The Ninth Circuit first held that the relevant filing date was the date Plaintiff filed her original Complaint. The Ninth Circuit stated:

 

[Plaintiff's] First Amended Complaint relates back to the date of filing of the original complaint for purposes of compliance with the statute of limitations. The original Complaint was filed on February 25, 1994, alleging an incident of domestic violence on February 25, 1993. This complaint was timely pursuant to then existing law, which prescribed a one-year statute of limitations.

 Papenthien v. Papenthien, 120 F.3d 1025, 1027 (9th Cir. 1997) (citations and footnote omitted).

 The Ninth Circuit then held that the newly-enacted three-year limitations period applied. The Ninth Circuit stated: "California law permits the legislative enlargement of a limitation period to cases, like this one, that have been timely filed." Id. Thus, the Ninth Circuit found that Plaintiff could predicate her case on the California incidents. Accordingly, the Ninth Circuit reversed this Court's finding of improper venue and remanded the case.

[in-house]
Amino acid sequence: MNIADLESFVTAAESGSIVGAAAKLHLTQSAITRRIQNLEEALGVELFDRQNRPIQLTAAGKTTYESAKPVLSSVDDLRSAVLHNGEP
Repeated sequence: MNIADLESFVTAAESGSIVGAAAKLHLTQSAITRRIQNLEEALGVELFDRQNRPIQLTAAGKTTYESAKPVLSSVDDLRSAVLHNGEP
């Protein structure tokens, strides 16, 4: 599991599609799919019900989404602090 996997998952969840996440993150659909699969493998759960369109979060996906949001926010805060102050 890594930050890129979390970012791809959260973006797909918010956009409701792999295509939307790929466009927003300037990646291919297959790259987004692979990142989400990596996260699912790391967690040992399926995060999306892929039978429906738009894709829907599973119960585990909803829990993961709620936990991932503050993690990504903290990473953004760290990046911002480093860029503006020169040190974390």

III. Discussion

 Defendant has now filed a Motion for Summary Judgment, arguing that newly-discovered evidence reveals that the case is time-barred after all. Defendant's argument has several steps.

 First, Defendant tries to free himself from the constraints of the Ninth Circuit's opinion. Defendant argues that because this Court dismissed the case for improper venue, the Ninth Circuit's entire discussion of the statute of limitations was dicta. Thus, Defendant argues, the Ninth Circuit's opinion does not constitute the law of the case. See Geldermann, Inc. v. Financial Management Consultants, 27 F.3d 307, 312 (7th Cir. 1994) (holding that dicta does not establish the law of the case); Coca-Cola Bottling Co. v. Coca-Cola Co., 988 F.2d 414, 429 (3d Cir. 1993) (same).